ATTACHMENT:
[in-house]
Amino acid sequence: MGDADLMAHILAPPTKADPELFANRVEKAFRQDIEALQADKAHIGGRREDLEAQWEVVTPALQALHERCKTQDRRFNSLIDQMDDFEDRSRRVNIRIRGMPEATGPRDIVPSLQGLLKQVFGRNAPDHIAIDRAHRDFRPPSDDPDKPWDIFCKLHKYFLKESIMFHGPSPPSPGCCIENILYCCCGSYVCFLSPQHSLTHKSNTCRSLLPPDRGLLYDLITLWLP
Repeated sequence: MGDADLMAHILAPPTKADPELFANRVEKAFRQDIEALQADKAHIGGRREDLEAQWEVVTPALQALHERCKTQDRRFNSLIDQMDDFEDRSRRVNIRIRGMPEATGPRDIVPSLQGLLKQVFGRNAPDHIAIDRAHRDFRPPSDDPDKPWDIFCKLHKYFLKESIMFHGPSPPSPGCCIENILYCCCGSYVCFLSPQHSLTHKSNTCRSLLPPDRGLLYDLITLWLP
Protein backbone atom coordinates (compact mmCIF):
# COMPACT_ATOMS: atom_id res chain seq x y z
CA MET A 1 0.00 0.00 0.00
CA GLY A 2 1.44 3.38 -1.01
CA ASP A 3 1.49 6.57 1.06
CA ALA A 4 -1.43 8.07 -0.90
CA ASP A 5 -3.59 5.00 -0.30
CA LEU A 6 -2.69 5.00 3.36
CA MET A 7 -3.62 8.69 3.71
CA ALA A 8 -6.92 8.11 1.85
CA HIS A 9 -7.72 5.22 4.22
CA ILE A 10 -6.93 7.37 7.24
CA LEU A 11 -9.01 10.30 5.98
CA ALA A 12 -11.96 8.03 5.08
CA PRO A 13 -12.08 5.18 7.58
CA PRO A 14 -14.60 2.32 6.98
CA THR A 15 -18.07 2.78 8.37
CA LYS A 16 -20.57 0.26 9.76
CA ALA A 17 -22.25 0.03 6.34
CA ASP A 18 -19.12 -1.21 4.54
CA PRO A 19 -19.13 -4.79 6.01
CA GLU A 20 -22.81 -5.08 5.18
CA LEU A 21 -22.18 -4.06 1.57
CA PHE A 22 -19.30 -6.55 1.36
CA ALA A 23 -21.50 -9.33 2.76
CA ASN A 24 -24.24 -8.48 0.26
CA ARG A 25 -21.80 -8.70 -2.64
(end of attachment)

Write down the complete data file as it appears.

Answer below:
[in-house]
Amino acid sequence: MGDADLMAHILAPPTKADPELFANRVEKAFRQDIEALQADKAHIGGRREDLEAQWEVVTPALQALHERCKTQDRRFNSLIDQMDDFEDRSRRVNIRIRGMPEATGPRDIVPSLQGLLKQVFGRNAPDHIAIDRAHRDFRPPSDDPDKPWDIFCKLHKYFLKESIMFHGPSPPSPGCCIENILYCCCGSYVCFLSPQHSLTHKSNTCRSLLPPDRGLLYDLITLWLP
Repeated sequence: MGDADLMAHILAPPTKADPELFANRVEKAFRQDIEALQADKAHIGGRREDLEAQWEVVTPALQALHERCKTQDRRFNSLIDQMDDFEDRSRRVNIRIRGMPEATGPRDIVPSLQGLLKQVFGRNAPDHIAIDRAHRDFRPPSDDPDKPWDIFCKLHKYFLKESIMFHGPSPPSPGCCIENILYCCCGSYVCFLSPQHSLTHKSNTCRSLLPPDRGLLYDLITLWLP
Protein backbone atom coordinates (compact mmCIF):
# COMPACT_ATOMS: atom_id res chain seq x y z
CA MET A 1 0.00 0.00 0.00
CA GLY A 2 1.44 3.38 -1.01
CA ASP A 3 1.49 6.57 1.06
CA ALA A 4 -1.43 8.07 -0.90
CA ASP A 5 -3.59 5.00 -0.30
CA LEU A 6 -2.69 5.00 3.36
CA MET A 7 -3.62 8.69 3.71
CA ALA A 8 -6.92 8.11 1.85
CA HIS A 9 -7.72 5.22 4.22
CA ILE A 10 -6.93 7.37 7.24
CA LEU A 11 -9.01 10.30 5.98
CA ALA A 12 -11.96 8.03 5.08
CA PRO A 13 -12.08 5.18 7.58
CA PRO A 14 -14.60 2.32 6.98
CA THR A 15 -18.07 2.78 8.37
CA LYS A 16 -20.57 0.26 9.76
CA ALA A 17 -22.25 0.03 6.34
CA ASP A 18 -19.12 -1.21 4.54
CA PRO A 19 -19.13 -4.79 6.01
CA GLU A 20 -22.81 -5.08 5.18
CA LEU A 21 -22.18 -4.06 1.57
CA PHE A 22 -19.30 -6.55 1.36
CA ALA A 23 -21.50 -9.33 2.76
CA ASN A 24 -24.24 -8.48 0.26
CA ARG A 25 -21.80 -8.70 -2.64